Short term associations of ambient nitrogen dioxide with daily total, cardiovascular, and respiratory mortality: multilocation analysis in 398 cities.

Meng, Xia; Liu, Cong; Chen, Renjie; Sera, Francesco; Vicedo-Cabrera, Ana Maria; Milojevic, Ai; Guo, Yuming; Tong, Shilu; Coelho, Micheline de Sousa Zanotti Stagliorio; Saldiva, Paulo Hilario Nascimento; Lavigne, Eric; Correa, Patricia Matus; Ortega, Nicolas Valdes; Garcia, Samuel Osorio; Kyselý, Jan; Urban, Aleš; Orru, Hans; Maasikmets, Marek; Jaakkola, Jouni J K; Ryti, Niilo; ... (2021). Short term associations of ambient nitrogen dioxide with daily total, cardiovascular, and respiratory mortality: multilocation analysis in 398 cities. BMJ, 372, n534. BMJ Publishing Group 10.1136/bmj.n534

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OBJECTIVE

To evaluate the short term associations between nitrogen dioxide (NO2) and total, cardiovascular, and respiratory mortality across multiple countries/regions worldwide, using a uniform analytical protocol.

DESIGN

Two stage, time series approach, with overdispersed generalised linear models and multilevel meta-analysis.

SETTING

398 cities in 22 low to high income countries/regions.

MAIN OUTCOME MEASURES

Daily deaths from total (62.8 million), cardiovascular (19.7 million), and respiratory (5.5 million) causes between 1973 and 2018.

RESULTS

On average, a 10 μg/m3 increase in NO2 concentration on lag 1 day (previous day) was associated with 0.46% (95% confidence interval 0.36% to 0.57%), 0.37% (0.22% to 0.51%), and 0.47% (0.21% to 0.72%) increases in total, cardiovascular, and respiratory mortality, respectively. These associations remained robust after adjusting for co-pollutants (particulate matter with aerodynamic diameter ≤10 μm or ≤2.5 μm (PM10 and PM2.5, respectively), ozone, sulfur dioxide, and carbon monoxide). The pooled concentration-response curves for all three causes were almost linear without discernible thresholds. The proportion of deaths attributable to NO2 concentration above the counterfactual zero level was 1.23% (95% confidence interval 0.96% to 1.51%) across the 398 cities.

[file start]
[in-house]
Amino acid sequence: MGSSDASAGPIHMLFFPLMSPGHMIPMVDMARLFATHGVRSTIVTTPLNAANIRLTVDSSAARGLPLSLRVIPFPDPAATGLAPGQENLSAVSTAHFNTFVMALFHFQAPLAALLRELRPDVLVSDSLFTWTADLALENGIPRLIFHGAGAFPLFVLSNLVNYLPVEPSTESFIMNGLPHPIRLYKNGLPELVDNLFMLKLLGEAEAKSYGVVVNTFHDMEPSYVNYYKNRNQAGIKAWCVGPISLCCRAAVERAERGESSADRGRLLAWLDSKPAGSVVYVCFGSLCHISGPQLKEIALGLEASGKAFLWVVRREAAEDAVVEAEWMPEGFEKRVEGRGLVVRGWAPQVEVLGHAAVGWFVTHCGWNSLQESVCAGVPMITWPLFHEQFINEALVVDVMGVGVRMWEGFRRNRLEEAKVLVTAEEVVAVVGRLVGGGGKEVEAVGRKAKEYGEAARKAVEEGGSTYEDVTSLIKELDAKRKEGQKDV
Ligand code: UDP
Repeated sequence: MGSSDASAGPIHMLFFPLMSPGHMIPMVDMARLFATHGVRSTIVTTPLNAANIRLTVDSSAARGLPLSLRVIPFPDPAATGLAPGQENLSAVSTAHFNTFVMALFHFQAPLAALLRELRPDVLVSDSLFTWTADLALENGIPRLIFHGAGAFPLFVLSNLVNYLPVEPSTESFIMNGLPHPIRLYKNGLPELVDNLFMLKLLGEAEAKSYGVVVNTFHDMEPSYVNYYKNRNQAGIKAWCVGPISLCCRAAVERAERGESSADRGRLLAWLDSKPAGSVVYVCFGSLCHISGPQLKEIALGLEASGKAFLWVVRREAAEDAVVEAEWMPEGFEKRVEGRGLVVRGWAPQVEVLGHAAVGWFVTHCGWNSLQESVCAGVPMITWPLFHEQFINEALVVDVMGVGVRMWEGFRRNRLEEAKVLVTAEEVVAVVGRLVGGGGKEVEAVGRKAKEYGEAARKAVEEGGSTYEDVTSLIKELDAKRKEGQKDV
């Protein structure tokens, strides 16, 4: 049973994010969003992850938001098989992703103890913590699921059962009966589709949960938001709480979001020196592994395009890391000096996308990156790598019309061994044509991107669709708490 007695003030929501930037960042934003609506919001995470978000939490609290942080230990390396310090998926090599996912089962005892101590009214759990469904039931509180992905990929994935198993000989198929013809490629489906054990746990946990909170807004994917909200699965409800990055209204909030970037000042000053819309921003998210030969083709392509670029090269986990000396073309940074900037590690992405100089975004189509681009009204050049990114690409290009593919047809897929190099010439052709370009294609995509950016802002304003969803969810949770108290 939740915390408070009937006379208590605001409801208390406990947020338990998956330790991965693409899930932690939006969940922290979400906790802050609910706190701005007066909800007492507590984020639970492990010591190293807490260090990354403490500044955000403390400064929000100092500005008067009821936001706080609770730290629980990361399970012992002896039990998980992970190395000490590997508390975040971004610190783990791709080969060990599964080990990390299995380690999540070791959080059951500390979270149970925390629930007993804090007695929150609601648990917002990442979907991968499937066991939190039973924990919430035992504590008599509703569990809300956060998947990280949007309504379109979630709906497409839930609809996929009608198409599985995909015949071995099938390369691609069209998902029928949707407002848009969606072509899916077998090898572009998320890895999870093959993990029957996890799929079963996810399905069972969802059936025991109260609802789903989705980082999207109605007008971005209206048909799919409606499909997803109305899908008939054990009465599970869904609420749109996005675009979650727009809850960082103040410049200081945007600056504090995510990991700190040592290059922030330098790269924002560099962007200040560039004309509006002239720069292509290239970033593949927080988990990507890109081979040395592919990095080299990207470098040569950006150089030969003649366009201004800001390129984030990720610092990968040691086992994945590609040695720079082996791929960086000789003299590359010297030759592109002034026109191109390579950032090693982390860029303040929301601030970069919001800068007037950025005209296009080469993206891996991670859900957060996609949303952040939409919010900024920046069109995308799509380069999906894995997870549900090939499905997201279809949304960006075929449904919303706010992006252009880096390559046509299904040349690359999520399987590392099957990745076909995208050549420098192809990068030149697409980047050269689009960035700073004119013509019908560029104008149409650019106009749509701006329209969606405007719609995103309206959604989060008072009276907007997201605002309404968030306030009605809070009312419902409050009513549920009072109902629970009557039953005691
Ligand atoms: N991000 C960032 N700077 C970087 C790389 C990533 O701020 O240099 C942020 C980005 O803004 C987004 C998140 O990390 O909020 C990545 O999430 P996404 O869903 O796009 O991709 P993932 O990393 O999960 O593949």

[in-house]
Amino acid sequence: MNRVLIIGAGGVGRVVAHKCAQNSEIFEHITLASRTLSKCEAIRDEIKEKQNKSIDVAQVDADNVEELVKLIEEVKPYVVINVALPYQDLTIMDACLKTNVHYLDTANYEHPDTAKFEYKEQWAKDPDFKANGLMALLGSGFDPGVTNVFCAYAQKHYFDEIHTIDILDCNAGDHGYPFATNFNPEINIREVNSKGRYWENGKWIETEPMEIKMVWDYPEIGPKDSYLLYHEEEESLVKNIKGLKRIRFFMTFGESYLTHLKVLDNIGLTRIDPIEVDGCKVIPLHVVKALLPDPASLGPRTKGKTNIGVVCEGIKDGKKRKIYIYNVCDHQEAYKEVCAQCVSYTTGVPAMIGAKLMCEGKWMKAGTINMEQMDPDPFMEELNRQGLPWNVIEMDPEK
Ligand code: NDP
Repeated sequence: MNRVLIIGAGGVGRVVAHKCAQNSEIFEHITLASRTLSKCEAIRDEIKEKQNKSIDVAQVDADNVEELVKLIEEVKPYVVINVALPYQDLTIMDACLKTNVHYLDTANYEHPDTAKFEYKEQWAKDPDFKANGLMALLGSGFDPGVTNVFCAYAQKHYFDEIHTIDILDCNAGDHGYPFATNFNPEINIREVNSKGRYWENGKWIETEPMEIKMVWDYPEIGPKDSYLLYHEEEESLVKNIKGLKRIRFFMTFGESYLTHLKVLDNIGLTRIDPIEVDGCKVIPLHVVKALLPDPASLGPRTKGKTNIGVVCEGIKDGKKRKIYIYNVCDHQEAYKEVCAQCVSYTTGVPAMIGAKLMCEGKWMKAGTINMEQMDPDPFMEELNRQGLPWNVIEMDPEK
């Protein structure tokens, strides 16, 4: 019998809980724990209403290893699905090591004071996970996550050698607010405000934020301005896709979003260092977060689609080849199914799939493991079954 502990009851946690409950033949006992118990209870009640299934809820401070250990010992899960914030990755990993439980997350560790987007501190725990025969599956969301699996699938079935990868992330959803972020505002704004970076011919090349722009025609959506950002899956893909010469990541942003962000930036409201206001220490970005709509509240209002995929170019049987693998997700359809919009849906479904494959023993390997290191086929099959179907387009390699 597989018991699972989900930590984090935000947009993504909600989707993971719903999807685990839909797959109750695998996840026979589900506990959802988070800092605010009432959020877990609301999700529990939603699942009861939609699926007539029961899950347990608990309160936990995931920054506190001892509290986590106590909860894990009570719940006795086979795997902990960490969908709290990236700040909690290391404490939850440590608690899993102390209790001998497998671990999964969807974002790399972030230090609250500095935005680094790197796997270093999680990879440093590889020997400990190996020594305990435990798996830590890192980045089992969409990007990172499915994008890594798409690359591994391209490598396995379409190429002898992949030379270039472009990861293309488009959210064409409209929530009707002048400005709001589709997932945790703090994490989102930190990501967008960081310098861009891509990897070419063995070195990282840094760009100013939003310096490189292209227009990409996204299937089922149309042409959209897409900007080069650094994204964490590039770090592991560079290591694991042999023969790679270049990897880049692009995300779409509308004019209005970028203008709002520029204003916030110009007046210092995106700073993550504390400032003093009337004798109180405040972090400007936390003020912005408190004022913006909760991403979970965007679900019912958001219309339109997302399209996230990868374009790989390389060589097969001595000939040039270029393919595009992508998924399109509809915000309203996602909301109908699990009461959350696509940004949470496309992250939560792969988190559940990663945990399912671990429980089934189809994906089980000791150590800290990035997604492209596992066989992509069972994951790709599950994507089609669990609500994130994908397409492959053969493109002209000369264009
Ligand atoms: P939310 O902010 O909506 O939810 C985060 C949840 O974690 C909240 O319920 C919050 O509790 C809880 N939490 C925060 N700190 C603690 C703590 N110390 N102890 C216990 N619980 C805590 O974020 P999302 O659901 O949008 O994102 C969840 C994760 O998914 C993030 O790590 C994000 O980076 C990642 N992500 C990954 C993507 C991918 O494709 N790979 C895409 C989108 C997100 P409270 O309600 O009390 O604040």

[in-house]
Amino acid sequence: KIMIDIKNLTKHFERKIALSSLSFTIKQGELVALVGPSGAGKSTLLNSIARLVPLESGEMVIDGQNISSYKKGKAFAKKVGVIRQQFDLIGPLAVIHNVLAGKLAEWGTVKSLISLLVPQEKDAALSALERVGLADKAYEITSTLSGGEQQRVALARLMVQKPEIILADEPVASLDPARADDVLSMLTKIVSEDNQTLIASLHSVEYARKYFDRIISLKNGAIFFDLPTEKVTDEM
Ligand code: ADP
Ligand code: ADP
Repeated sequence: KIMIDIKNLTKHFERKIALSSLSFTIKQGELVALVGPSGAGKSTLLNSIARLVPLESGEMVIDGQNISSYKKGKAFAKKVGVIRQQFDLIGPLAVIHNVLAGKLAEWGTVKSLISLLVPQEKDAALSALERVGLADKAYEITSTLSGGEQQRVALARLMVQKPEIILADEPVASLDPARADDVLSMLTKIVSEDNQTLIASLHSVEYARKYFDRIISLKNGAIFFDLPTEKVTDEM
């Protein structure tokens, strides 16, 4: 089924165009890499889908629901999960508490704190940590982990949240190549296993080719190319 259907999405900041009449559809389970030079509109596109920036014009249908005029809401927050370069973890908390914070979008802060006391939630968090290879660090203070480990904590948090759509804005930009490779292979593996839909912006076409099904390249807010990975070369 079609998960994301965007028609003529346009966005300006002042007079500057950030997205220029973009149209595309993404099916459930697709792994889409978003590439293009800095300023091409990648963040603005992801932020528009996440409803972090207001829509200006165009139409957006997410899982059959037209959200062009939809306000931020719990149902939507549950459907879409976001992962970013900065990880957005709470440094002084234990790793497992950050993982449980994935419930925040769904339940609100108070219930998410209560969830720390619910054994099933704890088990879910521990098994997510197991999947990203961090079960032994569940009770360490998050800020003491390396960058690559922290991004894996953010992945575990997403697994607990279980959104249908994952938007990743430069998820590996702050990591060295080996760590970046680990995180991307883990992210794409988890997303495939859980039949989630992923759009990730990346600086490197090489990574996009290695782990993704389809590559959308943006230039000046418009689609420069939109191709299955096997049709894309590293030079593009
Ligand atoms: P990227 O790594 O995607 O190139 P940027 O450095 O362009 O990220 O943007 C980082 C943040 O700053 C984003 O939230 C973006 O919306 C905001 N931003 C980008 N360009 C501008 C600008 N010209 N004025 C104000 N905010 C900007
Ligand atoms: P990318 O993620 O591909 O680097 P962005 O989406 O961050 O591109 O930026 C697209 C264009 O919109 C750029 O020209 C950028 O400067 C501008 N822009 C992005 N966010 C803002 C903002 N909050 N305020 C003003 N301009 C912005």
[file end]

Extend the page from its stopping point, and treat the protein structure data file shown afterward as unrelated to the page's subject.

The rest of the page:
CONCLUSIONS

This multilocation study provides key evidence on the independent and linear associations between short term exposure to NO2 and increased risk of total, cardiovascular, and respiratory mortality, suggesting that health benefits would be achieved by tightening the guidelines and regulatory limits of NO2.

Item Type:

Journal Article (Original Article)

Division/Institute:

04 Faculty of Medicine > Pre-clinic Human Medicine > Institute of Social and Preventive Medicine (ISPM)

UniBE Contributor:

Vicedo Cabrera, Ana Maria

Subjects:

600 Technology > 610 Medicine & health
300 Social sciences, sociology & anthropology > 360 Social problems & social services

ISSN:

1756-1833

Publisher:

BMJ Publishing Group

Language:

English

Submitter:

Andrea Flükiger-Flückiger

Date Deposited:

30 Mar 2021 20:56

Last Modified:

30 Mar 2021 21:01

Publisher DOI:

10.1136/bmj.n534

PubMed ID:

33762259

BORIS DOI:

10.48350/155037

URI:

https://boris.unibe.ch/id/eprint/155037

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